The truth about Shakespeare

I read recently that the grandson of Evelyn Waugh has claimed to have proof that Shakespeare – or rather, the author of the works commonly attributed some guy by that name – was actually Edward de Vere, better known to historians as the 17th Earl of Oxford. This isn’t a new idea. It was famously propagated by J. Thomas Looney, a 19th century Oxford scholar, and is often referred to as The Looney Theory (or sometimes just The Loony Theory).

I haven’t read Waugh’s argument, but I can say with certainty that he’s wrong, whether or not he’s loony. And I can say this because I know who Shakespeare really was. He was, in fact, Queen Elizabeth (the first one, not the one who didn’t like Diana). Or rather, he was the person masquerading as Elizabeth. That person, as I’ll explain, was Christopher Columbus.

Now, some will say, “Hold on, that can’t be true. Columbus died in 1506. Elizabeth wasn’t born until 1533, and Shakespeare wasn’t born until 1564. Also, he kept writing after Elizabeth died in 1603.” They will say that, but they will be wrong. Or mostly wrong. Let me explain.

On Columbus’s second visit to the so-called “New World” (which was actually just as old as the Old World, just not as ruined), Columbus discovered what most of us know as “the fountain of youth.” As we all know, subsequent “explorers” (a nice word for “invaders”) searched high and low for said fountain (mostly low, although some may have been high from the mushrooms they mistakenly put in their salad). Most famous among them was Ponce de Leon, who went on a wild goose chase in Florida.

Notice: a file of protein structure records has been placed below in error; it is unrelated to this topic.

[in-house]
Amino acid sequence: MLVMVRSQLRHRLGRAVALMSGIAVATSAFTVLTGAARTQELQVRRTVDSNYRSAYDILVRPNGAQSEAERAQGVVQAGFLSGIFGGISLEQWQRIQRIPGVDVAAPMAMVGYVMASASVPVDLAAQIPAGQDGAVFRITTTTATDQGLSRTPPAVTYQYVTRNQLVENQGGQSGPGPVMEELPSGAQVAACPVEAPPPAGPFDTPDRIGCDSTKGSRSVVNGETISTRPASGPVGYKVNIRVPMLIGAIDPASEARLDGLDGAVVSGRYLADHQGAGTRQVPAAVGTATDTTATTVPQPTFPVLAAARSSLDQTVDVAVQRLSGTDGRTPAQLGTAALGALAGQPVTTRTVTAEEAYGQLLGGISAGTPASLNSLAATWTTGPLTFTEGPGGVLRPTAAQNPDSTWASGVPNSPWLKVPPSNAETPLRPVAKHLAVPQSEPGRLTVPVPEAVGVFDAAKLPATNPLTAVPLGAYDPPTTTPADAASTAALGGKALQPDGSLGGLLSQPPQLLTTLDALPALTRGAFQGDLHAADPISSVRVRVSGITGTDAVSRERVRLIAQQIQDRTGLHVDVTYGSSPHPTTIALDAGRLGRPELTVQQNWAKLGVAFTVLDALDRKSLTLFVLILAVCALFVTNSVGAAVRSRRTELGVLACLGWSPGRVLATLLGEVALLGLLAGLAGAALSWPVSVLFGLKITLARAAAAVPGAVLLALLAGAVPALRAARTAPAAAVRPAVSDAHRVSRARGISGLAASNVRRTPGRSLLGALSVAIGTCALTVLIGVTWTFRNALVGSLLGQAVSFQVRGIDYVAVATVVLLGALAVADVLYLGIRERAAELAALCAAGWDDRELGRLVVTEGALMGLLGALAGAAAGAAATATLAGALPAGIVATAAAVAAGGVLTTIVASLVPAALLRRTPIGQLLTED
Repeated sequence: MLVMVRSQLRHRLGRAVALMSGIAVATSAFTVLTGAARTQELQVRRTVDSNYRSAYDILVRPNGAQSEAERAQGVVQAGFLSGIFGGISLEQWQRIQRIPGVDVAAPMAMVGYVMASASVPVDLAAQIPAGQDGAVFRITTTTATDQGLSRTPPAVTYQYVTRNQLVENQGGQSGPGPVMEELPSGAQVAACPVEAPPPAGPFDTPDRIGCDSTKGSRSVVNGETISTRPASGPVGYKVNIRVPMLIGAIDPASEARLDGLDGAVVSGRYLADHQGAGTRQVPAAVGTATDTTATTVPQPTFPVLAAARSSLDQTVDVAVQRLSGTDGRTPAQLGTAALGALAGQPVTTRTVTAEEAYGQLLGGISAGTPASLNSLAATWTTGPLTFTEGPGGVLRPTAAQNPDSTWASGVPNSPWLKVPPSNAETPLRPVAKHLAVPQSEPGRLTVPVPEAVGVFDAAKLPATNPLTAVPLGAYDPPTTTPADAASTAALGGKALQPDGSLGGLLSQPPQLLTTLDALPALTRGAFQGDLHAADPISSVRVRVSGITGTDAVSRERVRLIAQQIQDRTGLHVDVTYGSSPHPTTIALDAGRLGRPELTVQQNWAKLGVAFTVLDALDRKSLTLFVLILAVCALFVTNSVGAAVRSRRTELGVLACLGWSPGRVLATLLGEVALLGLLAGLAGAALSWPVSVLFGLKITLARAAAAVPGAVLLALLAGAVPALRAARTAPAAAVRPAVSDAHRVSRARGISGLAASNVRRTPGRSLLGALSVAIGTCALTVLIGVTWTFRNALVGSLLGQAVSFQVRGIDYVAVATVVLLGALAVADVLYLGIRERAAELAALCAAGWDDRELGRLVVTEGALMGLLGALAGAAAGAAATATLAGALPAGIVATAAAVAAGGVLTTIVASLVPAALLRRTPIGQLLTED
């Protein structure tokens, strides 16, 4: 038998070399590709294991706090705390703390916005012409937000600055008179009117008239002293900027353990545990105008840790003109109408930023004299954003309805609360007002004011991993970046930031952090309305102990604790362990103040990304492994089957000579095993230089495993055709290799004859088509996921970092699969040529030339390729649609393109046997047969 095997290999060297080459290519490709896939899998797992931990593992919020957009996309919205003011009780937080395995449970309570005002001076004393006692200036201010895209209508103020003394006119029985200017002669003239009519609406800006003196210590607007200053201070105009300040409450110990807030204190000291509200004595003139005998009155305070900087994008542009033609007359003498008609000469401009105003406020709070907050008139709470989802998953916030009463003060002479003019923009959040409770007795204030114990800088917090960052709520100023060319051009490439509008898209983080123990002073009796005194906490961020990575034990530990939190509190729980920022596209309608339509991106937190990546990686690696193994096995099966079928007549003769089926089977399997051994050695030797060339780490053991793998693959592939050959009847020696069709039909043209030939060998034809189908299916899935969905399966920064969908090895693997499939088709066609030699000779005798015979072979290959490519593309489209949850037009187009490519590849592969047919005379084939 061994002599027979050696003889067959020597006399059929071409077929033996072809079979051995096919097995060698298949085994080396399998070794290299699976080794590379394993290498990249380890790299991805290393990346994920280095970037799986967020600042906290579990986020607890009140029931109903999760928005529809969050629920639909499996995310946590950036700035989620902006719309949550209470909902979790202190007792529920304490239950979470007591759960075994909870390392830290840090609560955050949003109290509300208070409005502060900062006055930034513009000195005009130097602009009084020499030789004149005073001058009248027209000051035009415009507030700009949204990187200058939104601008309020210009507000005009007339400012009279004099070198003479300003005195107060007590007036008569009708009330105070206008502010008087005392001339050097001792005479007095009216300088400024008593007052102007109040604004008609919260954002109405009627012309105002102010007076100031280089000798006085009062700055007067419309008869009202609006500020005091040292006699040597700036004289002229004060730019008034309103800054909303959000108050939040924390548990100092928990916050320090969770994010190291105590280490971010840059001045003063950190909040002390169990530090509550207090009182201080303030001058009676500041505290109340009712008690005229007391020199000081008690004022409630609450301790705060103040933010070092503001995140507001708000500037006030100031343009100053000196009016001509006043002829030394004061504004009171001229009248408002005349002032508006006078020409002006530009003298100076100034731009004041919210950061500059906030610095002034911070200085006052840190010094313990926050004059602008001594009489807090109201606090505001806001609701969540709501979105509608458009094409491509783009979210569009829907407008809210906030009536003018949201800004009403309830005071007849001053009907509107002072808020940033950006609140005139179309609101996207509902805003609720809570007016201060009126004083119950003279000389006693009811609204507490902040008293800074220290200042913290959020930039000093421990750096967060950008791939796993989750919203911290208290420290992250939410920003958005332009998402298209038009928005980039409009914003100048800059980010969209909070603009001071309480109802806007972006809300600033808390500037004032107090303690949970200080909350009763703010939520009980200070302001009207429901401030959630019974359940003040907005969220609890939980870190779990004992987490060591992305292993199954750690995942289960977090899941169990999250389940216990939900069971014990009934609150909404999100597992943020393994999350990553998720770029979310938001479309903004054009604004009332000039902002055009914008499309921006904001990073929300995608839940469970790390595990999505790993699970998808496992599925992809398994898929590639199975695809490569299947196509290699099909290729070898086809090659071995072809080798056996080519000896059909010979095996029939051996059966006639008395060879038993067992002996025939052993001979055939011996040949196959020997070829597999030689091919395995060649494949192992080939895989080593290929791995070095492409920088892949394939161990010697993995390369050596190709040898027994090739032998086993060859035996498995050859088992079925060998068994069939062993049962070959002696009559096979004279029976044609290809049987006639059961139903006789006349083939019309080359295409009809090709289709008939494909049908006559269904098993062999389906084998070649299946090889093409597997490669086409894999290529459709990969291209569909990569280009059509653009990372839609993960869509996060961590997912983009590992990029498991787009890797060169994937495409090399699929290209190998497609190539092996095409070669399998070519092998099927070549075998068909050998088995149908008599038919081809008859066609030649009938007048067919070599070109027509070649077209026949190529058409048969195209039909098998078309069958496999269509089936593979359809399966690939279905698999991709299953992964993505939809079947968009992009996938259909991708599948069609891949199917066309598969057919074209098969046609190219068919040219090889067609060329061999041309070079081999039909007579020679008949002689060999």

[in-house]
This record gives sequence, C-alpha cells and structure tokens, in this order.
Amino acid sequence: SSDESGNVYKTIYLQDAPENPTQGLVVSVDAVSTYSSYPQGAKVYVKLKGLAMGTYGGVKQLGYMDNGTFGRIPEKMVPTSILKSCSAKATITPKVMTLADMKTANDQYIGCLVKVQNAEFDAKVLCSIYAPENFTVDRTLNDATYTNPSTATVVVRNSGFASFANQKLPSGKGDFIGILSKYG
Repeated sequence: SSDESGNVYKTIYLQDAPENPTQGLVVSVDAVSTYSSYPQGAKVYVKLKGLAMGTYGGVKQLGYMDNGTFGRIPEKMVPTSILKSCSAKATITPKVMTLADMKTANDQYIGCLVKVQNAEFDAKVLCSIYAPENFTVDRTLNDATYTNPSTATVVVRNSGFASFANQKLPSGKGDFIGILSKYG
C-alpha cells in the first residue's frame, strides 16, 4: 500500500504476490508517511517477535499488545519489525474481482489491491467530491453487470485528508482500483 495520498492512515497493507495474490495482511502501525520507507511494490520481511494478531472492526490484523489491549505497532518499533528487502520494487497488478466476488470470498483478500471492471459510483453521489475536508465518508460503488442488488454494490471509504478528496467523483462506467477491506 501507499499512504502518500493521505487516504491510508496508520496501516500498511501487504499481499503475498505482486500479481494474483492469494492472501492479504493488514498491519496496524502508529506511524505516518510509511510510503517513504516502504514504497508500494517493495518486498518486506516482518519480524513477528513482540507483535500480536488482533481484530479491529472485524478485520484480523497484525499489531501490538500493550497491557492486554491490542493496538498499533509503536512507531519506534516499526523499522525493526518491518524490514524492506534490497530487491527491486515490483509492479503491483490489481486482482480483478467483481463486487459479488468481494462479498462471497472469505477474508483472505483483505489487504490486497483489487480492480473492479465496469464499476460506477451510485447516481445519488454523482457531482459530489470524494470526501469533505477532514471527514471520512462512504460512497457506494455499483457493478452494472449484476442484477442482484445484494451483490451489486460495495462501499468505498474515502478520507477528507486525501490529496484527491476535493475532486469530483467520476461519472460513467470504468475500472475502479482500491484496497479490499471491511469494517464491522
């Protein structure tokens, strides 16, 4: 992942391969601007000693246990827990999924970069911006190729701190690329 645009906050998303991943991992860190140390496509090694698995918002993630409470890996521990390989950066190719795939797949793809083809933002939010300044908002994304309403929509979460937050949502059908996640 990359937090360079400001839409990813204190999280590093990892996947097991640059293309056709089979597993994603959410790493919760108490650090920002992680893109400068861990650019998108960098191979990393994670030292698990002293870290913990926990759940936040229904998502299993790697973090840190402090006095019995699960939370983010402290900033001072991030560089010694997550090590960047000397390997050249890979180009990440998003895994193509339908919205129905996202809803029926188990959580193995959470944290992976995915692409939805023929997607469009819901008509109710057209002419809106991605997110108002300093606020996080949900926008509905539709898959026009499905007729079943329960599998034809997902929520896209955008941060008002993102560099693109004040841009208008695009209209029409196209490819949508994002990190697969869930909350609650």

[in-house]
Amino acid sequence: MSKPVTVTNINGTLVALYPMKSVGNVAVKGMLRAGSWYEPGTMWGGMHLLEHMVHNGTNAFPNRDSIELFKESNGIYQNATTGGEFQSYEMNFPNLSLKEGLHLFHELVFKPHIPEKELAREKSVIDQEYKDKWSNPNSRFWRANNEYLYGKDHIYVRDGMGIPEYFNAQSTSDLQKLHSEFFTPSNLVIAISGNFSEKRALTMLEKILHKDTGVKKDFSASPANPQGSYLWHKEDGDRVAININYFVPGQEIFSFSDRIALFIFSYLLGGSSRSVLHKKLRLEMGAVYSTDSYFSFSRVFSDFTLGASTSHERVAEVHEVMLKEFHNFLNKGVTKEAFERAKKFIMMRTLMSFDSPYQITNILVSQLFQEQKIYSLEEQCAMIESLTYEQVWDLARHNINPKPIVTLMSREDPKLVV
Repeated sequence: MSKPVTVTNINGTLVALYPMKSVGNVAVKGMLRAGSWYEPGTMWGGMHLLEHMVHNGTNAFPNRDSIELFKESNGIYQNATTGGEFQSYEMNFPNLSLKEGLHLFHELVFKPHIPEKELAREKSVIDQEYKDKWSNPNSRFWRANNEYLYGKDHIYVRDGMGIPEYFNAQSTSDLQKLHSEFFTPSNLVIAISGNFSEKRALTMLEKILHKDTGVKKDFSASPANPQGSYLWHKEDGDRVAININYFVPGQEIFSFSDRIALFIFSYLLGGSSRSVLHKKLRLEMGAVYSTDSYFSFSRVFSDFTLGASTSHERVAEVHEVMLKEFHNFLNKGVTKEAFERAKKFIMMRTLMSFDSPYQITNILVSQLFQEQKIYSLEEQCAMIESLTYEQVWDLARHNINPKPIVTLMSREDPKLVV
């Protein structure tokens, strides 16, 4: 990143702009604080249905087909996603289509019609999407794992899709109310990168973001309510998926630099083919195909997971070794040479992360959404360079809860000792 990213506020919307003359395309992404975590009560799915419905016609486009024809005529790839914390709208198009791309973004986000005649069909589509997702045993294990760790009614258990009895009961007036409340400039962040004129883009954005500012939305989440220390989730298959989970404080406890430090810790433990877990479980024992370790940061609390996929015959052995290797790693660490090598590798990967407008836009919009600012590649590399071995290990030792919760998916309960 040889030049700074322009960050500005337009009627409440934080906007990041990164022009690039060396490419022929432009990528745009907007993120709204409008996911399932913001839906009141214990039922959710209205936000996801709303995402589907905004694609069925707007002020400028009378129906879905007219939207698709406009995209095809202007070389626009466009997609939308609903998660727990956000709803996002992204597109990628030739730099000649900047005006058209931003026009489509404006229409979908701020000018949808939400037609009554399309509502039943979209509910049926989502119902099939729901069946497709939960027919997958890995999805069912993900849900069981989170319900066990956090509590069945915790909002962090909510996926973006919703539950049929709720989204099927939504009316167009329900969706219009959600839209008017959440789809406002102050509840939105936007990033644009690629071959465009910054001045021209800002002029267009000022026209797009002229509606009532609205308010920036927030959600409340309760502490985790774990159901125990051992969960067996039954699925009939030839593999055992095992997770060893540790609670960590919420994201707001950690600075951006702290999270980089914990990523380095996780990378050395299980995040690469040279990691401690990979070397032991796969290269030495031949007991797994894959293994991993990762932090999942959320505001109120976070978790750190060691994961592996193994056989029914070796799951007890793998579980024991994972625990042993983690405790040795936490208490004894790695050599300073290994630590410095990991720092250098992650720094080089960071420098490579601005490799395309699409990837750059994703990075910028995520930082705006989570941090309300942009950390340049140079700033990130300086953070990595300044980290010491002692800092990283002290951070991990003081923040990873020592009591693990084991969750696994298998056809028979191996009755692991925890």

Columbus never told anyone about his discovery. Why would he? The Spanish hadn’t exactly treated him all that well, even throwing him in prison at one point. Eventually, he decided he needed a change of scenery, so he made his way to England, several barrels of water from the fountain of youth in tow.

The more of it he drank, the younger he became. His exploring days behind him, he began to work in theatre, mainly playing female roles. One of the side effects of the fountain water was that it suppressed the growth of facial hair, and in fact caused male-pattern baldness, from which he’d never suffered previously. With the right wigs, makeup and costumes he was able to portray young heroines, queens, goddesses – really any female role. He moved from theatre company to theatre company, most of them touring the English countryside.

In the fullness of time, as it were, and to make a long story short, he eventually became friends with a young woman whom fate seemed to have doomed to a life of intrigue. Her mother had, for a time, been married to Henry VIII, and she was in line to become Queen of England when her sickly younger brother died. She didn’t want this life. She wanted something simpler.